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Brett Veach goes inside seventh-round trade — and offensive line plans

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Speaking to the press on Sunday, the Chiefs GM talked about how the team decided to go after BoPete Keyes — even though they had no picks left.

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Kansas City Chiefs general manager Brett Veach knows that on draft day, he has a reputation as a wheeler-dealer. When he spoke to the press on Sunday following the conclusion of the 2020 NFL Draft, he brought it up before anyone could ask him about trading back into the seventh round after the Chiefs had made all five of their selections.

“We stayed aggressive all weekend long even though we didn’t do trades in the first two days,” he said in his opening statement, “but you guys knew I had to sneak one in there at the end.”

It wasn’t just because Veach was simply itching to make a trade. It was also because one of the players the Chiefs had identified as a target — Tulane cornerback Thakarius “BoPete” Keyes — was about to be picked by another team.

“We were very confident that BoPete Keyes would have been drafted,” Veach explained. “In fact, his agent texted me with a text message from another team — I won’t say the team — but he was going to go, I think, four or five picks later.”

Veach said that at the end of the fifth round, he and his staff were going back and forth between Keyes and Michigan defensive end Michael Danna — whom the team eventually chose with that selection. Then Veach and his team started to re-evaluate where they stood.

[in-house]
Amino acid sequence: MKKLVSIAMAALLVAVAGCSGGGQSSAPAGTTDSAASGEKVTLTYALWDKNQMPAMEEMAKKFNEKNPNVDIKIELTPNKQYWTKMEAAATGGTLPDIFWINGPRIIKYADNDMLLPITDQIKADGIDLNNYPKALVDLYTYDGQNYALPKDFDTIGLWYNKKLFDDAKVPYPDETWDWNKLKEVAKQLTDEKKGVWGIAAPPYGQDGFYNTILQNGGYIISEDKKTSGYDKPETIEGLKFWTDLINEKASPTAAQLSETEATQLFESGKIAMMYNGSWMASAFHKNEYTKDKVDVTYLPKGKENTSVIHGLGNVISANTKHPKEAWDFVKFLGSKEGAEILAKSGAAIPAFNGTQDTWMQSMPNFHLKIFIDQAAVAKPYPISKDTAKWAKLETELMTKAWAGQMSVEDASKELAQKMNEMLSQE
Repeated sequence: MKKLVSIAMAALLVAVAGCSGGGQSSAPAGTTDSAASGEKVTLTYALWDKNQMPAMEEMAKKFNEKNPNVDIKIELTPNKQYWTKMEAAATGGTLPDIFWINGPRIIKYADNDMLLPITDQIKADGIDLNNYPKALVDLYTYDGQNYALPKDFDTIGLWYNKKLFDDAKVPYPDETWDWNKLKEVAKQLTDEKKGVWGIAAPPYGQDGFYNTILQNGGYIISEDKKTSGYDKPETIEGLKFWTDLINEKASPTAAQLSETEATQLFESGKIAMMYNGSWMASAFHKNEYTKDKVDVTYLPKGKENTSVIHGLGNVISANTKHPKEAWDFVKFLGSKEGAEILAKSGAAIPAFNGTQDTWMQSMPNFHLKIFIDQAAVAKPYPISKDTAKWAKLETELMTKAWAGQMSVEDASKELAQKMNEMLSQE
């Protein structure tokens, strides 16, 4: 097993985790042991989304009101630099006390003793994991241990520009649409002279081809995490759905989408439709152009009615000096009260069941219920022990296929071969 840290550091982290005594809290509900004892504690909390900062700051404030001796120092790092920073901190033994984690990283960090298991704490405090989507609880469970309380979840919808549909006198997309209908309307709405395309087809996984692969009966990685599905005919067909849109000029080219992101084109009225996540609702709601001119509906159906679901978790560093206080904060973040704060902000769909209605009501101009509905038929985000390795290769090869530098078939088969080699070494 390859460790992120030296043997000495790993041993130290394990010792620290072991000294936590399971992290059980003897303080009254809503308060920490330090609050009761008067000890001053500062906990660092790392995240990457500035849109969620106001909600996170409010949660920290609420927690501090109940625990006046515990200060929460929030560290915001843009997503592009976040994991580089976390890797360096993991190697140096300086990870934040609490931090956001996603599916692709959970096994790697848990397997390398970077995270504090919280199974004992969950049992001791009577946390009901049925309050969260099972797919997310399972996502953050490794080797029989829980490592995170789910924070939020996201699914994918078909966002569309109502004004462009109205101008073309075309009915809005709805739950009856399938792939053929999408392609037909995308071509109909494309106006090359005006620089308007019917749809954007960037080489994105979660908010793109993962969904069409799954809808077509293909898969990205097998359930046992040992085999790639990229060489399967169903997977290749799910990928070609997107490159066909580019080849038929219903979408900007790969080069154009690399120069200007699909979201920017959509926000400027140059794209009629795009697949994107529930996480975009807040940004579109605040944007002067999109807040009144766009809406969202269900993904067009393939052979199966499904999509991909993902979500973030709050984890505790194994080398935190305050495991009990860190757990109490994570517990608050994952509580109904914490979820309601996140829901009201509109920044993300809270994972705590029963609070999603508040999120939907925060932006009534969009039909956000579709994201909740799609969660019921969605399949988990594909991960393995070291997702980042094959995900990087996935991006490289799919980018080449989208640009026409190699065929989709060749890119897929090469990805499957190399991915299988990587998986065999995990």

“Our guys did a great job of reorganizing the board,” said Veach. “I had mentioned earlier, the value of not having a sixth or seventh [was] to really assess the board — and once the draft ends, to attack it. Once the board started to unfold [when] we were off the clock for the day, [we started] to look at the corner stack — and [understood] that with so many picks left in the draft, the odds of this guy getting selected here is very high.”

For Veach, giving up that future pick for Keyes wasn’t a difficult decision.

“You can’t sit there and accurately detail what corners would be there in (rounds) five or six next year,” he acknowledged. “What I can say is we felt like [Keyes] was a fifth or sixth-round pick.”

The general manager wasn’t afraid to say that the speed of the cornerbacks he drafted — including Louisiana Tech defensive back L’Jarius Sneed, who was taken in the fourth round — was part of the equation.

“Well, it’s certainly how those positions are played nowadays,” he said. “When you have guys that test extremely well and perform at the NFL Combine (or if they had pro days), those guys are certainly going to be — if you didn’t like them on tape — those guys are the ones that are going to get second and third looks just because of their athletic attributes.”

For the Chiefs, speed was just one of those attributes.